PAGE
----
Dora B. Montefiore, New Age January 1905
Source: New Age, p. 27, 12 January 1905;
Transcribed: by Ted Crawford.
In proportion as the Bureaucracy and the Governing powers of Russia are effete, stultified, and ineffectual, so the life currents of Democracy, both in men and women, flow warm, devoted, and irresistibly efficient. During the last weeks of crisis in the inner and outside affairs of Russia, two women’s names have been blazoned on the roll of fame – those of Vera Figner, who has spent in the vindication of the cause of liberty twenty years in Russian dungeons; and of Varia Stoessel, who, in vindication of the cause of humanity, has spent eleven lurid months in the man-made hell of Port Arthur, tending, with womanly care, though with insufficient appliances, the dead and dying among .her fellow-countrymen. The story of Vera Figner is the story, more or less, of thousands of other self-immolated women, who place the cause of their country before the calls of family, of domesticity, of life itself. She and her sister Lydia, finding themselves, in 1872, unable to pursue their studies in Russia, went to Zurich, which was at that time the centre of Russian political emigrants, and of the followers, of Karl Marx; and in 1877 they both. reached the goal where all. Russian things progressive have for the last forty years been driven – Siberia. Here Vera worked for some years among the poor and needy as assistant surgeon, but as she never lost an opportunity of propagating what to her was religion in its highest essence, she was put on her trial for being one of the organising spirits of her party, and because of her success in arousing in the army a spirit of revolt. She and naval Lieutenant Soukhanof were, in 1884, tried for their lives and condemned to execution, but the sentence was commuted to the slow torture of indefinite imprisonment in the vaults of the fortress of Schusselberg. She has survived the horrors of an inferno where many of her fellow-sufferers lost their reason, and, within the last month, has been sent to Archangel, until the roads are passable; when she will be sent on to some out-of-the-way village further north, where, although her term of imprisonment has expired, she will be kept under police surveillance.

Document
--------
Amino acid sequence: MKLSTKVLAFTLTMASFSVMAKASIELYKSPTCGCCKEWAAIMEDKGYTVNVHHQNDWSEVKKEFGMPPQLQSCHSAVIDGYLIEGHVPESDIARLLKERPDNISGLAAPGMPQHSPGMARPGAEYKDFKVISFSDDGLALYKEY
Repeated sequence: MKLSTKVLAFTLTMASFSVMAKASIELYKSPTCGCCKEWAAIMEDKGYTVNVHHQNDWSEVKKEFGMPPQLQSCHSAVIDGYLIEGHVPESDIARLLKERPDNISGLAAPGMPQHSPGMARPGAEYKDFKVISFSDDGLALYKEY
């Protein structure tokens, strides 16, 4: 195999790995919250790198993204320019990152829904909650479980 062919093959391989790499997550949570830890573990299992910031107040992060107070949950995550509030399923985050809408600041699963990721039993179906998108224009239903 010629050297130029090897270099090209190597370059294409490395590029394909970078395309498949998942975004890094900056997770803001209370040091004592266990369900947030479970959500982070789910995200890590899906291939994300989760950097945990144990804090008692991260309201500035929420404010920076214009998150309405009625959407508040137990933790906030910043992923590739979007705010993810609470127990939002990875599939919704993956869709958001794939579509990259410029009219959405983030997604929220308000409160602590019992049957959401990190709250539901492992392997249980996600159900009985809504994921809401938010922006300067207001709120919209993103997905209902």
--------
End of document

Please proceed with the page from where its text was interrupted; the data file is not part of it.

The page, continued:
It is of interest to record the achievements of these two women with equal capacities for heroism, but with contrasting ideals; because they typify the two sides of women’s activities in every civilised country – the side of the woman agitator, whose desire is get at, and change, the sources of evil; and the woman philanthropist, who accepts, more or less, present conditions; but struggles to mitigate with womanly tenderness the evil results of man-made wrong. The former woman is understood and appreciated but by a few; the latter woman all men acclaim. The former is the ardent suffragist, the keen and enlightened worker on Local Government, and educational boards, the woman who makes a study of economic and of social questions, and who seeks to modify economic and social conditions. The latter is the woman who undertakes “rescue” work, and who cannot be made to realise that for one she may rescue by philanthropic means, five may be enlisted in the sad army from economic pressure. She is the woman who cheers on and comforts the soldier, no matter how deplorable may be the cause in which he is fighting; she is the woman who spends herself and her substance in the distribution of unorganised and over-lapping charities, which are the curse of them that give and them that take. The former woman is, in a word, evolved and conscious; the consciousness of the latter is still latent and embryonic. One of the toughest and most-needed bits of propaganda still before us is that of the gradual transmuting of the Varias into the Veras; the changing of the point of objective for women from the pandering – however heroically – to men’s brutalities – to the eliminating from our scheme of things of those brutalities; the establishing of a co-operative commonweal on the bloodstained ruins of a competitive system based on battle, murder, and sudden death.